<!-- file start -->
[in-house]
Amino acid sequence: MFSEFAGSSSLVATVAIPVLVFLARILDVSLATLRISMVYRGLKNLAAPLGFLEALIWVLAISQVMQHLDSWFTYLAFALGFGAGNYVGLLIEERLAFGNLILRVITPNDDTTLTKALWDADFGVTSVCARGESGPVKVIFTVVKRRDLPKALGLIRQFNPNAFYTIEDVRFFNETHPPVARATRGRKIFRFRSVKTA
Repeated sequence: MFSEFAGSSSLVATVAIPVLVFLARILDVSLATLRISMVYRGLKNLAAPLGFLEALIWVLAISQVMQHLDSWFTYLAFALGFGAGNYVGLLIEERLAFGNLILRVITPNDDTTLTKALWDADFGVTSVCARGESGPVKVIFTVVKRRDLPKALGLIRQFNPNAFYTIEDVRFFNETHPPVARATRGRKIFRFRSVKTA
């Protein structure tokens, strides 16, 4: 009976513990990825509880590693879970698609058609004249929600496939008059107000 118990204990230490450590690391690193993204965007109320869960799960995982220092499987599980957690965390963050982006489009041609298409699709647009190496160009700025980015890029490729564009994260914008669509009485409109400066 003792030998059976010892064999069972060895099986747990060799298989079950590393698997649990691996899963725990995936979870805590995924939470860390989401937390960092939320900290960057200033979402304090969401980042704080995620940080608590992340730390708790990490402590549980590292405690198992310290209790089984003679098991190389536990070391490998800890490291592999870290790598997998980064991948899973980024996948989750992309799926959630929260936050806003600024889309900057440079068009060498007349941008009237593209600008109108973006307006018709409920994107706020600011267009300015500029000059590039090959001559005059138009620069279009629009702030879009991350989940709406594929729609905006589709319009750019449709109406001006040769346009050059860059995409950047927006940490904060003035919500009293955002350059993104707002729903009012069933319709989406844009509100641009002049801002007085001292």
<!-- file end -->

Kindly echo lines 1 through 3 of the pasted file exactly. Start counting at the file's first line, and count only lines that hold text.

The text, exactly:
[in-house]
Amino acid sequence: MFSEFAGSSSLVATVAIPVLVFLARILDVSLATLRISMVYRGLKNLAAPLGFLEALIWVLAISQVMQHLDSWFTYLAFALGFGAGNYVGLLIEERLAFGNLILRVITPNDDTTLTKALWDADFGVTSVCARGESGPVKVIFTVVKRRDLPKALGLIRQFNPNAFYTIEDVRFFNETHPPVARATRGRKIFRFRSVKTA
Repeated sequence: MFSEFAGSSSLVATVAIPVLVFLARILDVSLATLRISMVYRGLKNLAAPLGFLEALIWVLAISQVMQHLDSWFTYLAFALGFGAGNYVGLLIEERLAFGNLILRVITPNDDTTLTKALWDADFGVTSVCARGESGPVKVIFTVVKRRDLPKALGLIRQFNPNAFYTIEDVRFFNETHPPVARATRGRKIFRFRSVKTA